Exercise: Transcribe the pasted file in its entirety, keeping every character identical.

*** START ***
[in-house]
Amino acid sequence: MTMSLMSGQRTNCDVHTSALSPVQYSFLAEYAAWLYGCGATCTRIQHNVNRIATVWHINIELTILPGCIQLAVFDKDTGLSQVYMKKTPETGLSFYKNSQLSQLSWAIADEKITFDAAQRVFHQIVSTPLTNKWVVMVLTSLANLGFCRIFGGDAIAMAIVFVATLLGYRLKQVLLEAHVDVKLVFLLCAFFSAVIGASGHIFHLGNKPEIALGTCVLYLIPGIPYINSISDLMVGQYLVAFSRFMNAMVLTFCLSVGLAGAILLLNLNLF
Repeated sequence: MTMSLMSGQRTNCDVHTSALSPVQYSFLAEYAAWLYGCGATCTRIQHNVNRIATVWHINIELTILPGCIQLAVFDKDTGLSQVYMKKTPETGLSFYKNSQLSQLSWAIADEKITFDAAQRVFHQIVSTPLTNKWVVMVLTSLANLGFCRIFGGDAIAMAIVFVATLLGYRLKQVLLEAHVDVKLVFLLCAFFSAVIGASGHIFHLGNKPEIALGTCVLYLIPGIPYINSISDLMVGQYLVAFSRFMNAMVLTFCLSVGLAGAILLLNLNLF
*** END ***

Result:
[in-house]
Amino acid sequence: MTMSLMSGQRTNCDVHTSALSPVQYSFLAEYAAWLYGCGATCTRIQHNVNRIATVWHINIELTILPGCIQLAVFDKDTGLSQVYMKKTPETGLSFYKNSQLSQLSWAIADEKITFDAAQRVFHQIVSTPLTNKWVVMVLTSLANLGFCRIFGGDAIAMAIVFVATLLGYRLKQVLLEAHVDVKLVFLLCAFFSAVIGASGHIFHLGNKPEIALGTCVLYLIPGIPYINSISDLMVGQYLVAFSRFMNAMVLTFCLSVGLAGAILLLNLNLF
Repeated sequence: MTMSLMSGQRTNCDVHTSALSPVQYSFLAEYAAWLYGCGATCTRIQHNVNRIATVWHINIELTILPGCIQLAVFDKDTGLSQVYMKKTPETGLSFYKNSQLSQLSWAIADEKITFDAAQRVFHQIVSTPLTNKWVVMVLTSLANLGFCRIFGGDAIAMAIVFVATLLGYRLKQVLLEAHVDVKLVFLLCAFFSAVIGASGHIFHLGNKPEIALGTCVLYLIPGIPYINSISDLMVGQYLVAFSRFMNAMVLTFCLSVGLAGAILLLNLNLF